Offline thinkfat

  • Supporter
  • ****
  • Posts: 2025
  • Country: de
  • This is just a hobby I spend too much time on.
    • Matthias' Hackerstübchen
Re: Building an oscilloscope
« Reply #13 on: October 01, 2019, 07:19:59 pm »
Well, I think you need to be clear about the system design first and then you can see if your preferred platform matches with what you want to achieve.

Also, I think your choice of GUI toolkit and highlevel programming language is of secondary importance. You want to create a serious test instrument, that means you need to solve the aspect of data acquisition first. This is your primary problem. If you end up coding the GUI in C# or Python is not an important design question. It's as arbitrary as can be.You need to get the hardware done right, this is an aspect that cannot easily be changed later on.

A possible system design could be to have an FPGA handling the data acquisition autonomously. You would connect some memory to it and the ADC and then provide some control interface for the application processor to read the data for display. You don't want to share memory cycles between CPU and FPGA, seriously, no. The interface to the application processor would only need to fast enough for your projected waveform display rate. Gut feeling, 60 waveform updates per second will be a stretch goal with the BeagleBone already. Also, the acquisition memory doesn't need to be random accessible. You can implement a FIFO-style interface. You'll just need a pointer to the location of the trigger event.

You m ight want to think about selectable memory depth, too.

You see, there's such a lot of thought to be put into the system design that the question of which GUI toolkit to use will be almost an afterthought, and you haven't even started thinking about the analog frontend!
Everybody likes gadgets. Until they try to make them.
 
The following users thanked this post: Someone, colejohnson66

Offline MosherIV

  • Super Contributor
  • ***
  • Posts: 1529
  • Country: gb
Re: Building an oscilloscope
« Reply #14 on: October 01, 2019, 10:37:49 pm »
Good reply Thinkfat.

Does the bbb have a video output? I saw one diagram with something about HDMI.

What are all the connectors pins for?
Does it have direct access to the RAM on the bbb?

As I said before, what you want to aim for to grab data straight into the display buffer.
Alternatively, grab data into another block of RAM, then dma the data you want to display into the RAM area being used for display.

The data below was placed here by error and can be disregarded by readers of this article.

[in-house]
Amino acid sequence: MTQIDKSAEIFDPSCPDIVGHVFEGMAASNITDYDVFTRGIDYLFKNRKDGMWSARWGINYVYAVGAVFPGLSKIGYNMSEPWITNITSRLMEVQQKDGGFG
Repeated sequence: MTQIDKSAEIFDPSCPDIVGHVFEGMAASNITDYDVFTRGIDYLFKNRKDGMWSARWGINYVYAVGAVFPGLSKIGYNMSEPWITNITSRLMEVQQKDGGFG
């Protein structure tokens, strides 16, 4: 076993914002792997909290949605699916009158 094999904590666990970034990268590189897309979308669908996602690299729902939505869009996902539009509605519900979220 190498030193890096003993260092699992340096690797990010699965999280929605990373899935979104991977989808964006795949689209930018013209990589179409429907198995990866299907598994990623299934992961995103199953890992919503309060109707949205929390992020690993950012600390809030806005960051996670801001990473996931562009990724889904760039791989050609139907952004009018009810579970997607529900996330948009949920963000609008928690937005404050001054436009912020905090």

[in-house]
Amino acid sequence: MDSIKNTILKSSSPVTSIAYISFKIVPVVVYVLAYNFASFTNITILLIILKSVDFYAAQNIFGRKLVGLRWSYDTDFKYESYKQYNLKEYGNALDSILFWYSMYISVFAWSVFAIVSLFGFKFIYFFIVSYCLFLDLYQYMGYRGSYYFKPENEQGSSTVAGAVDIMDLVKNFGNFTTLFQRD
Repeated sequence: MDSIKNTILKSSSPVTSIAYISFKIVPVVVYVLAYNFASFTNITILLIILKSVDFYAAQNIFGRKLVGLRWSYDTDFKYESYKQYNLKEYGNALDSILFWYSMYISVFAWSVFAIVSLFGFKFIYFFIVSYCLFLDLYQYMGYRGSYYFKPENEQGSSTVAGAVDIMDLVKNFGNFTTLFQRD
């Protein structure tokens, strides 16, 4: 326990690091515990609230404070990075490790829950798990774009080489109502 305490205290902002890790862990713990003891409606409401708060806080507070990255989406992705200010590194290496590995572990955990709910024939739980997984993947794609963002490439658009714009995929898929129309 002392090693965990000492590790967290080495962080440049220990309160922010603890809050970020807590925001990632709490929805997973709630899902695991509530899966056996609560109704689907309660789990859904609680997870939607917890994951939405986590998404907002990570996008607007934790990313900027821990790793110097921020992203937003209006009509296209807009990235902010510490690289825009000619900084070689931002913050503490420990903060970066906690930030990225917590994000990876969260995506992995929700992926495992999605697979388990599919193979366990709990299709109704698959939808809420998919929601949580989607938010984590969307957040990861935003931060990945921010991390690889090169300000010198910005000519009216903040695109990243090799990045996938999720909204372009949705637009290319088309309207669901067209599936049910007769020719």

Does the bbb have dma into memory or have control signals on RAM and micro for the FPGA to take control of the RAM and do the dma?

If not, the bbb may not be the best platform to use.

I worked on a project where the FPGA managed the video RAM. The fpga did the data capture and scaled the data directly into the display RAM. The fpga read the ADC and clocked the data into the RAM, generating the correct RAM addresses.
The fpga gave access to the micro to draw the grid, control buttons etc in the display RAM.
The FPGA would manage the timing to give access to the RAM for the micro.
The FPGA also generated the video out. This way the micro did not have to be very fast, the bulk of the work was done in the FPGA.
 

Offline jhpadjustable

  • Frequent Contributor
  • **
  • Posts: 295
  • Country: us
  • Salt 'n' pepper beard
Re: Building an oscilloscope
« Reply #15 on: October 02, 2019, 01:11:47 am »
Just so we aren't underestimating what we're working with, the TI AM3358's product page.

The AM3358, like many popular Android-adjacent SoCs, has got some pretty strong display hardware for its age, and unlike Android SoCs, it has two real-time coprocessors similar to a Propeller COG. For example, imagine the plot area as an OpenGL textured polygon or as a video overlay, the external DMA ports or a PRU accepting data from the FPGA/FIFO, and the PRUs and/or shaders drawing the plot to some own block of display memory, to be composited/rendered with the UI layer by hardware, or maybe just drawn into the framebuffer.

It's worth looking at FOSS prior art as long as you don't look at the code. ;)
"There are more things in heaven and earth, Arduino, than are dreamt of in your philosophy."
 
The following users thanked this post: colejohnson66

Offline ADLab

  • Newbie
  • Posts: 2
  • Country: be
Re: Building an oscilloscope
« Reply #16 on: May 03, 2020, 06:00:27 pm »
hi all,

There is a web-based oscilloscope built on beaglebone black and Spartan 6 FPGA.